Edward Burtynsky

Burtynsky is a legendary photographic artist but there's a reason I haven't featured any of his work here before.
Edward Burtynsky / http://www.edwardburtynsky.com/

It’s because hi-res scans of his images have been difficult to pin down on the net and his personal portfolio site provided little more than a thumbnail view of his photographs. But recently his site has been updated and you can now get a sense of what these images are about.

Burtynsky’s work is contradictory. He produces beautiful images of subject matter that is fundamentally disturbing. These images are about scale, they show what it takes to provide cities and technology to billions of consumers. His photos show the places where we get the raw material for a modern world- the places where the scale of our impact can really be seen.

There is a  fascinating interview with Burtynsky on A Photo Editor where he talks about his workflow and the challenges of doing what he does. Many photojournalists have travelled to the same stretch of coast in Bangladesh where the biggest commercial ships are disassembled by hand but Burtynsky’s images are probably the most famous.

When I was in the field in Bangladesh, I felt like I was getting the vision that Charles Dickens had at the beginning of the Industrial Revolution, or Blake’s reference to Satanic Mills, a dark workplace where everyone was in harm’s way. Environmentally, the place was a disaster, and a dangerous. It seemed like I was looking at what Industry might have been like 100 or 150 years ago, before safety regulations were in place, before human life was ever considered as something precious. Back then, if you got killed on a job too bad, you weren’t being careful enough, but that’s exactly how it was there in Bangladesh only ten years ago. If you didn’t survive the day, well, that was your own bad luck.

His other work has been related to recording the oilfields of the American mid-west, massive farming and irrigation projects, tailings and open cut mines in the Pilbara region of Australia and massive industrial districts in China and elsewhere.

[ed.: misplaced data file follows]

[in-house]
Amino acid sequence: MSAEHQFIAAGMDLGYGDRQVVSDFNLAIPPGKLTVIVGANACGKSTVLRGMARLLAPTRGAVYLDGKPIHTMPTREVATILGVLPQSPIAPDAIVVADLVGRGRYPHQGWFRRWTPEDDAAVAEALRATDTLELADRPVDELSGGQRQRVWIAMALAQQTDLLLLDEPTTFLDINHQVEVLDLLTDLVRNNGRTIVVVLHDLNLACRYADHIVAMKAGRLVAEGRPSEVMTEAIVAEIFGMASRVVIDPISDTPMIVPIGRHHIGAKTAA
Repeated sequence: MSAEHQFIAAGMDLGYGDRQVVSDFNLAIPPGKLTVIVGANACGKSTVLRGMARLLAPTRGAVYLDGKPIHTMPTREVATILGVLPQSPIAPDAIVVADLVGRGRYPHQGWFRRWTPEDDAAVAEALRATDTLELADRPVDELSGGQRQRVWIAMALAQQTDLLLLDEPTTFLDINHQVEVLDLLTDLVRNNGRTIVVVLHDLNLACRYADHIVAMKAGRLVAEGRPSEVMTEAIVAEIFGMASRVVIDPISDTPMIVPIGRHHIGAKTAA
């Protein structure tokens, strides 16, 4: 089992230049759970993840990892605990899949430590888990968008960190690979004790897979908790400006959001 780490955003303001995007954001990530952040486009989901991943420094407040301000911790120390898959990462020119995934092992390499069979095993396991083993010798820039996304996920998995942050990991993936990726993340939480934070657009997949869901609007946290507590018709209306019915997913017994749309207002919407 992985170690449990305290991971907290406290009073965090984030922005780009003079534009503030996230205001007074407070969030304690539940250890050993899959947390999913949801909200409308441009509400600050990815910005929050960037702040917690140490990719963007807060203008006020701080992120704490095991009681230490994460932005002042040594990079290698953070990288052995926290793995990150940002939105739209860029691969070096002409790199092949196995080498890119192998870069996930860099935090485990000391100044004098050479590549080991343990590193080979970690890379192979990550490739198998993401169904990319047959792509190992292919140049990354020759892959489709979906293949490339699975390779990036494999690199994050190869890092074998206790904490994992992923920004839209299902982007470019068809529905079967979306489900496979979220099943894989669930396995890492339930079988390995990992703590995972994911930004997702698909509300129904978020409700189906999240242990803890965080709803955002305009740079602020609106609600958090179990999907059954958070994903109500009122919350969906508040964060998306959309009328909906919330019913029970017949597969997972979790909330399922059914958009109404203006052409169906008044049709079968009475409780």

Recording these images is crucial because these places are more or less out of sight and out of mind for most people. These places are hard to travel to and even harder to get access to but it’s not a conspiracy to prevent people from seeing them.  Rather it seems like  a collective act of self-censorship because it’s hard not to view these places as anything other than damage to our world and it’s impossible to live in a modern society and not be complicit in that damage. In an interview on A Photo Editor Burtynsky talks about sustainability;

What I’ve often said is that it follows, very much, a state of mind, collectively, that we’re all in. If I had to put a psychological term, on it, it’s that we’re all in a state of cognitive dissonance. In other words, we all know that the collective impacts the earth. You’d have to be pretty out of it to not have some sense that as a species, we’re having a profound effect on our planetary systems, water systems, air systems, the forest, life in the oceans. Everywhere you turn, humans are doing things on a large scale, and Nature is really getting the brunt of it, is being pushed back. So many of us know that this is happening. It’s getting harder to simply enjoy life, and go on, buy another car, fill your tank up with gas, take your favorite vacation down South in the Winter. Whatever it is you do.

In other interviews he acknowledges just how vital oil, gas and metal extraction has been to building the modern world without suggesting that progress and industry should be halted. I think there’s a reluctance on the part of many die-hard environmental activists to empathise with the difficulty that most people have reconciling what they know about the environment with the society in which they live. The cruel irony is that the education systems that make people aware of environmental degradation are one of the dividends of modern industrial society And no one, no matter how much recycling they do, is exempt from responsibility for these places, they represent the tradeoff of industrial economies.

Visit his official website or look through an up-to-date anthology of his work on the Artsy.net page for Edward Burtynsky
There’s also a good collection of his images here; http://www.hexnut.nl/?page_id=23






“Nickel Tailings #34” Sudbury, Ontario, Canada

Burtynsky, Edward (1030)








Richard Pendavingh

Photographer, designer and weekend historian. Editor of The Unravel. Writes about design, tech, history and anthropology.


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